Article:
Kansas City Royals

KC's Kendall still has opening day as goal

SURPRISE, Ariz. —Who knows? Maybe veteran catcher Jason Kendall will be ready to return to the Royals' lineup by opening day.

Kendall is already months ahead of schedule after gaining clearance this week to test his repaired right shoulder in limited throwing and hitting programs.

"I wasn't supposed to start throwing until June," said Kendall, who underwent surgery Sept. 3 to repair complete tears in three of four tendons in his right rotator cuff. "I'll totally be smart about it. But if I can go, I'm going to go.

"If I can be ready for opening day, I'm going to play. Is that going to happen? I don't know. But in my mind, I'll be ready. I'm not going to be dumb about it. If I'm not there, then it will be shortly after that."

Typical recovery time is eight-to-10 months for such injuries, although cases requiring severe repairs, as Kendall did, often take far longer.

Manager Ned Yost remains doubtful — but is no longer dismissive — at the prospect of Kendall returning by the March 31 opener against the Los Angeles Angels at Kauffman Stadium.

"I'm not going to put limits on him," Yost said, "but I'm not rushing him by any stretch of the imagination. If he moves along and we get all of the OKs and do it the way it's supposed to be done, step by step with the doctors and trainers, we'll let him move forward.

"But we'll never get ahead of ourselves. He's way above schedule, but we'll see how it plays out. We're not going to be stupid about it."

The official word from trainer Nick Kenney is Kendall is cleared for a "very light form-dependent" throwing program extending to 30-45 feet. Kendall can also take dry swings and hit balls from a tee.

Current plans call for Kendall's progress to be reevaluated in early March by Dr. Neal ElAttrache, the Dodgers' team physician, at the Kerlan-Jobe Orthopaedic in Los Angeles.

ElAttrache performed the surgery in September and cleared Kendall's return to limited on-field duties after Tuesday's follow-up examination.

"The doctor was very happy," Kendall said. "He said I'm way ahead of the game, and he was excited. I can start throwing a little bit. I can start throwing legally. Put it that way."

Kendall, 36, admits he tested his shoulder with some light tosses before getting clearance.

"It started with snowballs," he said, "and it turned into more. You get curious. I wanted to see where I was at. As soon as I could lift my arm, I started (testing it).

"It's not like I was throwing to second base or anything, but I was throwing a couple of balls against the wall."

Kendall is entering the concluding season of a two-year, $6 million contract signed as a free agent on Dec. 11, 2009. He is one of only five players to catch in more than 2,000 career games and harbors hopes of playing several more years.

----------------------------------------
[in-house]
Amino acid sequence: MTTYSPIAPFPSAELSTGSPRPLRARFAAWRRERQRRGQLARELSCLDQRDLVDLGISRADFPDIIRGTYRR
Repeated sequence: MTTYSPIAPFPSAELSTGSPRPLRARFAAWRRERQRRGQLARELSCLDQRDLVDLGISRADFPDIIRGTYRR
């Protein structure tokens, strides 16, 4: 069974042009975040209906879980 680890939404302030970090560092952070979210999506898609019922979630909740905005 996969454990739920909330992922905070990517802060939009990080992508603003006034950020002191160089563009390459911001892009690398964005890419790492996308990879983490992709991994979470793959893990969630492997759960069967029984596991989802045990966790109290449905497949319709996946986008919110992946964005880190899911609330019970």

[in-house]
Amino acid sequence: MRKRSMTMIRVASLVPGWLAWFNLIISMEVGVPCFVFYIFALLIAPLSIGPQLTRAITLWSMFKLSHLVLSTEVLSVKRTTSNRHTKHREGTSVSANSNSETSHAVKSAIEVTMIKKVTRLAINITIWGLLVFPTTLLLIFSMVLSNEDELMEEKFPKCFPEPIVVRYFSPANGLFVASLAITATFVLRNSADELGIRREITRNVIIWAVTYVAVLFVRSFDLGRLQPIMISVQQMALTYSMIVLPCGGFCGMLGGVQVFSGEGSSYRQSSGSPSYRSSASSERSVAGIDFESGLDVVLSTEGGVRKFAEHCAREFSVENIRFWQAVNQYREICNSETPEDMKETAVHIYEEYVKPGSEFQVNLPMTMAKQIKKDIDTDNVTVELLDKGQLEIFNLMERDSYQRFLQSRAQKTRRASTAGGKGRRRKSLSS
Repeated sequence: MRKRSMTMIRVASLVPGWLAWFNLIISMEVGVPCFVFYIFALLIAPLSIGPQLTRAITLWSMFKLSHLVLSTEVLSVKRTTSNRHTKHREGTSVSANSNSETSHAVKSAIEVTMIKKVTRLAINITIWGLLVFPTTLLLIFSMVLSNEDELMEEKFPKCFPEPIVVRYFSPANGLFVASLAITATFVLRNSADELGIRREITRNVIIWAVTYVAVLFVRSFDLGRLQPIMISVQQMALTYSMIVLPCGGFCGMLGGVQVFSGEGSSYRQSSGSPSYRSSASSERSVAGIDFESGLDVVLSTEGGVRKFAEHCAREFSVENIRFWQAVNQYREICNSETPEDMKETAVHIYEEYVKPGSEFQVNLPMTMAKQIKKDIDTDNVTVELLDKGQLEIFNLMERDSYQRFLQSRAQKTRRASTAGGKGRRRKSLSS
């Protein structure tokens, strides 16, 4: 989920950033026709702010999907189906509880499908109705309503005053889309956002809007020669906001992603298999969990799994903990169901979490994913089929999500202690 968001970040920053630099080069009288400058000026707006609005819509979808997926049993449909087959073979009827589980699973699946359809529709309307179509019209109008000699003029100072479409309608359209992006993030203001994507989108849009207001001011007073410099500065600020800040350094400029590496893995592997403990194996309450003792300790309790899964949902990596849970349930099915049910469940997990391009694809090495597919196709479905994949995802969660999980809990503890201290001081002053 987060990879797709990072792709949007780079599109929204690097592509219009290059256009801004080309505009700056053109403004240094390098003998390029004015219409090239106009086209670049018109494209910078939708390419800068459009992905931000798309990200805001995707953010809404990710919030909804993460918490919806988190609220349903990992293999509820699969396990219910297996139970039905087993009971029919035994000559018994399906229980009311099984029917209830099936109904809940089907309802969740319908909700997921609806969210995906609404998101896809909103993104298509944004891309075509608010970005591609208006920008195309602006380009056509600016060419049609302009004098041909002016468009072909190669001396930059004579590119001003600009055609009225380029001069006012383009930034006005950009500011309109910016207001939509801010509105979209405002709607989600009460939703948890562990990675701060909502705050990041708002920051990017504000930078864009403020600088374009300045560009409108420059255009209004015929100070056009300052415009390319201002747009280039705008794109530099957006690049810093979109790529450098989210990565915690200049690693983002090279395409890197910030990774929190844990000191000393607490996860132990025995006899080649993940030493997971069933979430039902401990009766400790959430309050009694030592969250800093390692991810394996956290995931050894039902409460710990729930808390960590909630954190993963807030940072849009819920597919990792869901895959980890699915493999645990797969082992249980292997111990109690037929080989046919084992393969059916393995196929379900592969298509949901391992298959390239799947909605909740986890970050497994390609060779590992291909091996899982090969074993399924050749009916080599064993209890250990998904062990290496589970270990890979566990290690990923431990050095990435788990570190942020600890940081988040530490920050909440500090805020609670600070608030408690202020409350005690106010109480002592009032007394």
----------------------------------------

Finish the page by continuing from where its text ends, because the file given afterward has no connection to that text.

The Royals did not pursue a veteran catcher in the off-season. They opted instead for a spring competition between Brayan Pen~a, Lucas May and Manny Pin~a while Kendall continued his recovery.

That competition continues because, even now, a mid-May return by Kendall seems a more-likely scenario. Even then, Yost said Kendall is likely to require more days off than previously throughout his career.


"The shoulder is all intact," Kendall argued, "and I just need to get some strength back. They asked me when I plan on being back. Well, I still plan on being back by opening day. Is that going to happen? I don't know.

"But I'm also not supposed to be where I am right now (in the recovery process), either."

Kendall suffered the injury July 17 against Oakland on a slide while stealing second base at Kauffman Stadium. He responded initially to a cortisone shot before aggravating the injury in early August on a check swing in Oakland.

He played through Aug. 30 and finished the season, his 15th in the big leagues, with a .256 average and .318 on-base percentage in 118 games.

"You could not tell from his performance or his production that he was hurting," Yost said. "There was no huge drop-off in anything that he did."

Kendall knew something was wrong after struggling last August while playing catch with his son Kuyper.

"Before that," he said, "I figured there was a little pain but, ahhh, two weeks off in the offseason, and it will be all right. I was playing catch with little guy with my left hand, and I was kind of throwing the ball all over the place because it was my left hand.

"And he said, 'Dad, throw it right.' I said, 'I am,' and he said, 'No, throw it with your right hand.' I told him, 'I can't, bud, it's a little sore.' He said, 'You do it at night.' I thought, 'Yeah, that's a good point.' "

The next day, Kendall asked to undergo a magnetic resonance imaging (MRI) exam to diagnose the extent of the problem.

"If that hadn't happened with my son," he said, "I would have probably just been stubborn and not done anything. They did an (exam), and it was complete mashed potatoes.

"But it's fixed now, and I'm excited because it's probably going to be stronger now that it was before. I'm on the right path. In my mind, I'm going to be ready for opening day."